The work was made possible, he said, because of public sector jobs like constructing nine schools under Memphis City Schools. But that work evaporated after the merger. “It’s mostly been Caucasian companies that do the work (now),” he said. “It’d be one thing if you didn’t have anyone qualified to do it.”

Shelby County Schools will have to show commitment, he said, if it wants to level the playing field.

“You have the mechanism in place to make a difference,” he said. “Now do you make a difference with that mechanism or do you just walk around, beat your chest, and say we have a disparity study and let things run the way they’ve been running?”

“If you don’t make it happen, it will not happen,” he said.

college plans

As Washington decides their fate, ‘Dreamers’ preparing for college are stuck in limbo

PHOTO: Joe Amon/The Denver Post
Randi Smith, a psychology teacher at Metro State University, marched to support Deferred Action for Childhood Arrivals during a citywide walkout in downtown Denver, CO.

While many high schoolers spend spring of their senior year coasting through classes and waiting to hear back from colleges, undocumented students who hope to attend college spend their time calling lawyers, consulting school counselors, and scouring the internet in search of ways to pay for school without the help of federal financial aid or student loans — assuming they even get in.

That process, anxiety-provoking even in a normal year, has become incalculably more chaotic this admissions season — even traumatic — as these young undocumented immigrants watch President Trump and lawmakers wrangle over Deferred Action for Childhood Arrivals, the program that has until now allowed them to remain in the country without having to fear deportation.

As the policy battle nears a climax, these students aren’t just breathlessly waiting to learn whether they’ll be accepted into college — they’re waiting to see whether they have a future in this country.

“It’s different for me. It’s definitely more stressful and there are times when you want to give up,” said an undocumented student at KIPP NYC College Prep High School, who is graduating this year and applying to colleges. She requested anonymity because of her legal status. “But then I remind myself that regardless of what’s going on, I’m still going to do what I’ve set myself to do.”

High school counselors are also feeling the strain. They already faced the difficult task of helping undocumented students compete for private scholarships, and finding schools that will support those students once they’re on campus. Now those counselors also must monitor each twist and turn of the immigration debate in Washington, while, somehow, trying to keep their undocumented students focused on college.

One of those counselors is John Kearney, who works at Guadalupe Centers Alta Vista High School, a charter school in Kansas City, Missouri. Dozens of his soon-to-graduate students are beneficiaries of DACA, a program created under former President Obama that allows undocumented immigrants who were brought to the country as children to avoid deportation and work here legally. Lately, they have been asking him why they should even consider college when their fate in the U.S. is so uncertain.

“The big question is, ‘Why? Why go to college, and then I can’t even work, then why?’” said Kearney, who also helped start a nonprofit that provides scholarships to undocumented students. “It’s a really tough question.”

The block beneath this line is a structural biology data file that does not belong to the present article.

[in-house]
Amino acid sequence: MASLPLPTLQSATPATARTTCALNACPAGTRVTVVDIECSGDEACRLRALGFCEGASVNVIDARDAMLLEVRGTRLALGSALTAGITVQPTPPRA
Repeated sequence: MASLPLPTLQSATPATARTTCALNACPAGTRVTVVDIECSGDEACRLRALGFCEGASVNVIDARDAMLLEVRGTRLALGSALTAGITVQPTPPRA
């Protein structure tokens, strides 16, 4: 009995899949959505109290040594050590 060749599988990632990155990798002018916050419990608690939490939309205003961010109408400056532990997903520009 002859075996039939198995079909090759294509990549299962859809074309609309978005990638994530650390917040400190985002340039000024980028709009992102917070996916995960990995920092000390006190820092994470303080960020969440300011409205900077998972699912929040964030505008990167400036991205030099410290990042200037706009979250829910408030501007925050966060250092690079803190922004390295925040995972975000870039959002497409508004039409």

As of Friday, President Trump and lawmakers were still locked in heated negotiations over DACA, which Trump said this fall that he would eliminate unless Congress enshrined it in law. Without an agreement, it is set to expire March 5, just as graduating seniors firm up their college plans. If that happens, young immigrants, often called Dreamers, could lose the few crucial protections they have. For many, their DACA status has already lapsed.

Even with DACA’s protections, Dreamers face massive hurdles to enroll in college: They don’t qualify for federal aid or loans, and, in some states, are barred from receiving financial aid or even attending public universities. Out of the estimated 65,000 undocumented students who graduate from high school every year, only 5-10 percent enroll in college.

Following Trump’s announcement in September, counselors have also had to race against the clock counting down to DACA’s expiration: That meant juggling college application deadlines with the October cutoff for students to apply for renewed DACA status.

The KIPP charter school network received a donation this year to help students pay for the renewal fee, which has been a godsend for many students — including the young woman who is graduating from KIPP NYC College Prep High School.

As soon as she learned the school would pay the fee for her, she immediately called her father, who is also undocumented and repairs beauty-salon equipment for a living.

“My dad was definitely trying to round up the money before the deadline, so it was a blessing that the school was able to find a donor,” she said. “I told him not to worry about it and it was a relief — like a weight off his shoulders.”

If the girl was trying to relieve her father’s stress, her college counselor, Rob Santos, was trying to do the same for her. Even as she balanced college-application essays, transcripts, and the rest, she was also coming to realize how quickly her life would change if DACA is not extended.

“There was definitely extra emotional support that I’ve had to provide this year,” Santos said. “I definitely had my DACA student in my office, and tears were happening.”

Santos keeps a running list of the colleges that accept students who don’t have permanent legal status and the few scholarships available to them. Many of those scholarships require undocumented students to have DACA status. If the program ends, it’s unclear whether students will still be eligible.

Still, Santos said his dreamer student rarely talks about the political furor surrounding her future in the U.S. as she awaits her college-acceptance letter. Instead, she’s more likely to discuss her hope of one day studying business and fashion.

“Our DACA students are resilient. They’re optimistic,” Santos said. “But they’re also realistic for what could actually happen.”